Indianapolis – Marquis Teague and Pike found a way to do something to Bloomington South that no one has done all season.
Well, at least for one quarter.
Teague scored 12 of his 19 points in the first quarter to keep Pike within three, 21-18. But that's when South found an answer and proceeded to steamroll the Red Devils, 75-50.
With the win, the top-ranked Panthers improved to 14-0 overall and 5-0 in Conference Indiana and all but wrapped up the conference championship. Pike, meanwhile, lost for just the second time in seven games to fall to 8-5 and 4-1 in league play.
Unable to combat Teague's ability to penetrate, South did something they virtually never do – they abandoned their man-to-man defense for a 2-3 zone at the start of the second quarter. The move worked wonders, slowing down Teague and allowing the Panthers to race past the Red Devils.
"That was good coaching strategy by Coach (Criss) Beyers and Coach (J.R.) Holmes to slow Teague down a little bit," Jordan Hulls said. "He still got to the bucket somehow, but we slowed him down, they didn't hit as many open shots, and we were able to get some leaks out and get some layups and break their press."
While the zone was a big part of South's success, so was the play of Hulls, who starred in front of a near capacity crowd. The IU-bound guard scored a game-high 23 points on 7-of-9 shooting to go along with five rebounds and six assists. Eleven of his points came in the third quarter when South turned a 10-point halftime lead into a 17-point cushion and Pike never again threatened.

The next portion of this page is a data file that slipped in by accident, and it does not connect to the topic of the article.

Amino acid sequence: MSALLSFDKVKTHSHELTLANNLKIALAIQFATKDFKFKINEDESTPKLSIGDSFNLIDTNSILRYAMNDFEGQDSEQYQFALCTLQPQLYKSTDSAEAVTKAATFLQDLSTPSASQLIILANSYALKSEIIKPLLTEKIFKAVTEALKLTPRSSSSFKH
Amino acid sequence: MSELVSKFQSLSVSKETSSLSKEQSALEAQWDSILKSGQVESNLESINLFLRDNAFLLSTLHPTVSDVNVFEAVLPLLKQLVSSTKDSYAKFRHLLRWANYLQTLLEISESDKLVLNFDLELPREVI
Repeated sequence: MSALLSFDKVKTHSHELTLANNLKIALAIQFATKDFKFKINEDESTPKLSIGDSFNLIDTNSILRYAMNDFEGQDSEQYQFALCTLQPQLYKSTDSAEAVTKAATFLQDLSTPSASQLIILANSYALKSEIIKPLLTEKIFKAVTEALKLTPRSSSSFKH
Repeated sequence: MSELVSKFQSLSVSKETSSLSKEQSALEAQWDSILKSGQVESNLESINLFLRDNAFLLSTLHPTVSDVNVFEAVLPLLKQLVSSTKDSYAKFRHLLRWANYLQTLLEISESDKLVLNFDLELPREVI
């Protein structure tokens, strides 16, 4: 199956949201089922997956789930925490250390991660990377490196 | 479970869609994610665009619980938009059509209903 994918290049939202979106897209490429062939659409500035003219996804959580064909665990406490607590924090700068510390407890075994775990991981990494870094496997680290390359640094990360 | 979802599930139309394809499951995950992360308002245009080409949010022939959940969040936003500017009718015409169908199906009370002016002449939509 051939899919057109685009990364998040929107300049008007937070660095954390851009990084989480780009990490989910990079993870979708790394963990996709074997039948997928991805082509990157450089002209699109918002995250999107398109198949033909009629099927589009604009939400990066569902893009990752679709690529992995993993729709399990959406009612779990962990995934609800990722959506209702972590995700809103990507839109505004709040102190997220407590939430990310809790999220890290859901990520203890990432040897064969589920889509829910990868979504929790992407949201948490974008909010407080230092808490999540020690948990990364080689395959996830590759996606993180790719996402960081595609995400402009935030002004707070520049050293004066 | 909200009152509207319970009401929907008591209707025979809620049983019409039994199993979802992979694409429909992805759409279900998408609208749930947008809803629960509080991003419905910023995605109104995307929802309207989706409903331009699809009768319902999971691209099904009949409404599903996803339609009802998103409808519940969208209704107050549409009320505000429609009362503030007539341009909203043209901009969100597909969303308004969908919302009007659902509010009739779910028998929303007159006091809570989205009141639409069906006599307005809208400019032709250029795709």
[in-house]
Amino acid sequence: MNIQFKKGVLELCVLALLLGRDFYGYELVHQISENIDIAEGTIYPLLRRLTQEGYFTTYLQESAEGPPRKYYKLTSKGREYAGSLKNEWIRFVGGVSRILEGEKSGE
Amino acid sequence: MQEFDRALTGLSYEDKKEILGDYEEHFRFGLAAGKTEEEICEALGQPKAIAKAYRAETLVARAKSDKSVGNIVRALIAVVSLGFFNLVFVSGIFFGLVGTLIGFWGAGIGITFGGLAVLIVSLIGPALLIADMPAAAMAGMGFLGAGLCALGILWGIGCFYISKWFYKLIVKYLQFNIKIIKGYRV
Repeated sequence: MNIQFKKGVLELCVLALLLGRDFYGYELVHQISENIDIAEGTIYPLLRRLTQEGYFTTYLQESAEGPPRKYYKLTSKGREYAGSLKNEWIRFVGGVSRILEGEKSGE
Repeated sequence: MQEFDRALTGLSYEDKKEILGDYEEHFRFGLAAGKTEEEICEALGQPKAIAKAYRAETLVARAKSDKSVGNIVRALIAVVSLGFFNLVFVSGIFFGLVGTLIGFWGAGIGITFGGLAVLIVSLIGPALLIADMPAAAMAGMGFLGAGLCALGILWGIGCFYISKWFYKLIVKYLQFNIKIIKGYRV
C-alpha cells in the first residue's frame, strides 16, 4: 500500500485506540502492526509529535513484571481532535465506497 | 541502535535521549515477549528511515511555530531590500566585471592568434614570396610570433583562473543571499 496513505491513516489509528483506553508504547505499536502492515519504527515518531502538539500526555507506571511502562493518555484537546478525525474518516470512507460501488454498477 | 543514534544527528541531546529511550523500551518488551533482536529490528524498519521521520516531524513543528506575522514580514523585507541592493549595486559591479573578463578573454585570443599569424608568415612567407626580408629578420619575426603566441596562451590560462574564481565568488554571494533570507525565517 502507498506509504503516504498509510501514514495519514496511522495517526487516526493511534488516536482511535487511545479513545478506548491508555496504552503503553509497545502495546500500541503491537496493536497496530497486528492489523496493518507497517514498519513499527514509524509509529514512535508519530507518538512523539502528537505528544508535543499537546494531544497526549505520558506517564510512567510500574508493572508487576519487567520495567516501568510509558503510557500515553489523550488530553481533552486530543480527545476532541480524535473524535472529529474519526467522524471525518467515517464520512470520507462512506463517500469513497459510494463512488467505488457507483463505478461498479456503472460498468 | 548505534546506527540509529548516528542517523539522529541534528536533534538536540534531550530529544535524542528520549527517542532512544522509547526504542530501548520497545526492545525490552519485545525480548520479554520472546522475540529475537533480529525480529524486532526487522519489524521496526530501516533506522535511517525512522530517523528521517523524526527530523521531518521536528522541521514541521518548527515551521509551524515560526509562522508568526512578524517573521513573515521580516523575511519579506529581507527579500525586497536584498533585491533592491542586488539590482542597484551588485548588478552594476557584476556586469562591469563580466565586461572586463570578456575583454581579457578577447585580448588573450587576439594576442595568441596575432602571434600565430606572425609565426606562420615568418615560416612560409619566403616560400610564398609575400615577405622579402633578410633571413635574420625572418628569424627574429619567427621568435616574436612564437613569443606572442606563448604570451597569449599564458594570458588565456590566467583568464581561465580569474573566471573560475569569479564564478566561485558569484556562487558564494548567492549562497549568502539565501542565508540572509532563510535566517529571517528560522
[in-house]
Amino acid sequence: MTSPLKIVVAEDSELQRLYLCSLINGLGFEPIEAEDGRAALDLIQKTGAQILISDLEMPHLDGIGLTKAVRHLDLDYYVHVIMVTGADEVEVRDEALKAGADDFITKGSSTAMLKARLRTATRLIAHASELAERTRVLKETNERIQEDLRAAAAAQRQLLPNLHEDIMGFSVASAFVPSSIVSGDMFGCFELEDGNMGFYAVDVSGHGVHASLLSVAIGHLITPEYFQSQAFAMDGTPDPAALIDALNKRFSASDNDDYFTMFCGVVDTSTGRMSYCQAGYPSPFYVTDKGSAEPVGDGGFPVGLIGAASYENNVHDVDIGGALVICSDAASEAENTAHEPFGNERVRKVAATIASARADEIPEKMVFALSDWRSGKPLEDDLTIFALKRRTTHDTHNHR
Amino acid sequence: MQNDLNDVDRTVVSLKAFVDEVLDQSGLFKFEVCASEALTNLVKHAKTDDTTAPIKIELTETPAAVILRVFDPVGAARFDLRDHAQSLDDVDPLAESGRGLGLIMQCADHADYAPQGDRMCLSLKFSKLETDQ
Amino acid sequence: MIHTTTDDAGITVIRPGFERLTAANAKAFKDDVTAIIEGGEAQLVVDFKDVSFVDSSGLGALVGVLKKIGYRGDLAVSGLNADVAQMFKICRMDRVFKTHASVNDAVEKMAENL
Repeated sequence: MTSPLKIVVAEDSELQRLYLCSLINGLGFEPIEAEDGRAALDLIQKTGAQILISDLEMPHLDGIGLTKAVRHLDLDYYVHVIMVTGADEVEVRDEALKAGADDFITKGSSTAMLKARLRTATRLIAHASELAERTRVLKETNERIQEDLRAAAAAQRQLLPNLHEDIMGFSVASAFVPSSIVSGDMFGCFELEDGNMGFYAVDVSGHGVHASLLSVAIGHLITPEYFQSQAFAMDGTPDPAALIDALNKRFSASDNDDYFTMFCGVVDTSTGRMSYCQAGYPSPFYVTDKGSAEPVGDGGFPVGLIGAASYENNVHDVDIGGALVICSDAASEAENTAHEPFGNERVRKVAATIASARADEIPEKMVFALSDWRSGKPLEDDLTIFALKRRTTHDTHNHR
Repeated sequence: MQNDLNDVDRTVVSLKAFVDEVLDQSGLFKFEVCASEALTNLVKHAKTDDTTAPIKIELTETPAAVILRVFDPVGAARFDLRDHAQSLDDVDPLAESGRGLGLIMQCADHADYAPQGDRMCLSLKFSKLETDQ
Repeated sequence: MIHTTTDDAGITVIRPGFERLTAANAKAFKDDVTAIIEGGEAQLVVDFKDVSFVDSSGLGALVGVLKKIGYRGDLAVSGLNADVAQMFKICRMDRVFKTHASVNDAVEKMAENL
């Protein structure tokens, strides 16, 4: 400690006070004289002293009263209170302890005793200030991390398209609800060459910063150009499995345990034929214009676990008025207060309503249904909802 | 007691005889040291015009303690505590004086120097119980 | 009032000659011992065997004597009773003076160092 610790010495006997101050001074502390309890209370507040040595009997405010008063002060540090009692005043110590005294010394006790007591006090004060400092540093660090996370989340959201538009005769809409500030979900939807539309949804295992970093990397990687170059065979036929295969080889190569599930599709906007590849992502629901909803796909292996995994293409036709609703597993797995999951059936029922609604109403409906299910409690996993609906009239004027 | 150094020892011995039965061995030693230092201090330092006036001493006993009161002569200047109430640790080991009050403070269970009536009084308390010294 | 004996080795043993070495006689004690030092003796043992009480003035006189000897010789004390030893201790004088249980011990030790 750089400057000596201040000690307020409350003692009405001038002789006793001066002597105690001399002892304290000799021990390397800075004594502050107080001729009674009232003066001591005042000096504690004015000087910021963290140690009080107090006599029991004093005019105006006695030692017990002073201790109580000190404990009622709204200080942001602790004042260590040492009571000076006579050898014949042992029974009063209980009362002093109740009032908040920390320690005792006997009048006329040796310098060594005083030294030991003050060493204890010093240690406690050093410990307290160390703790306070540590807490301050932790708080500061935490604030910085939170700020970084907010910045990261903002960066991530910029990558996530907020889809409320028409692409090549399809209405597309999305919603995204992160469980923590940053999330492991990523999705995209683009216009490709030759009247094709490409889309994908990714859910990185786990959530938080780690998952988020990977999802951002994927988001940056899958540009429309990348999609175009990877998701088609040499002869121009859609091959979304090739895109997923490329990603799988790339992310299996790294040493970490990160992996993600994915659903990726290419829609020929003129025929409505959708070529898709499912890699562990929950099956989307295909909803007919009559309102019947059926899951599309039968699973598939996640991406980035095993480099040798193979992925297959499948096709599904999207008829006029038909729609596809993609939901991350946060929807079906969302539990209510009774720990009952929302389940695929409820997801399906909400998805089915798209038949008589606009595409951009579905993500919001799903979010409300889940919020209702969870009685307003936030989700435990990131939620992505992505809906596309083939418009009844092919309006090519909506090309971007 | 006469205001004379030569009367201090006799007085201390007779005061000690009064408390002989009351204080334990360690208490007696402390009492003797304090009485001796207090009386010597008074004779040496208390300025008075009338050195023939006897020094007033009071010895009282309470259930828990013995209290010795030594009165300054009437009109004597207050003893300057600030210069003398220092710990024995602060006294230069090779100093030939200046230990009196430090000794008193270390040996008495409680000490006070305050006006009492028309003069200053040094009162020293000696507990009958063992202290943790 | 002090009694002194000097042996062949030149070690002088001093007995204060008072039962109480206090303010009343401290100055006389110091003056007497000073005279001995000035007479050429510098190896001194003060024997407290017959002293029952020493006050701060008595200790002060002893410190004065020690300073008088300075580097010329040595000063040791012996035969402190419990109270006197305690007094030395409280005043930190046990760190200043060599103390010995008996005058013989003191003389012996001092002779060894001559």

"For him to step up and play that way was huge for us," said sophomore Spencer Turner, who added 12 points. "He could do it every game if he wanted to."
On Friday they needed to Hulls to come up big, and he did exactly that in a high-profile, televised game that should do wonders for his Mr. Basketball chances. Hulls knocked down a 3-pointer and then followed that up with a pinpoint pass to center Erik Fromm for a layup that turned a two-point second quarter South lead into a seven-point margin. He then took over the game in the third quarter with his 11-point outburst.
"I was just trying to go out there and play my hardest and get other guys involved and do whatever it takes to win," Hulls said.
Hulls did that, and in the process clearly frustrated Teague. The Pike sophomore was dominant early with his ability to get in the lane and either finish or set up his teammates, but once the South zone took his ability to penetrate away the Pike offense came to virtual standstill.
"I know Teague can hit 3s too, but what he does the best is drive it, and we took that away and that's how I think we won the game," Turner said.
Teague eventually fouled out midway through the fourth quarter and picked up a technical for disputing the call with the referees on his way off the court. By that point the game was well out of hand, as South opened a 75-41 lead before Pike scored the game's final nine points.
The win showed that South is not only deserving of its No. 1 ranking, but that it's able to be pushed by a foe – if even for only a quarter – and find a way to come out on top. That will come in handy once they get into the state tournament and make their push for a state title.
"I think we need tough games like that so we know what it's like," Turner said. "We can't keep on winning games by 30 or 40 or 50 and then come out in sectionals and play a good team and have a close game and not know what it's like and not know what to do in a tough situation and lose the game. This game helps us that way."
Hulls, No. 1 South In the Zone Against Pike
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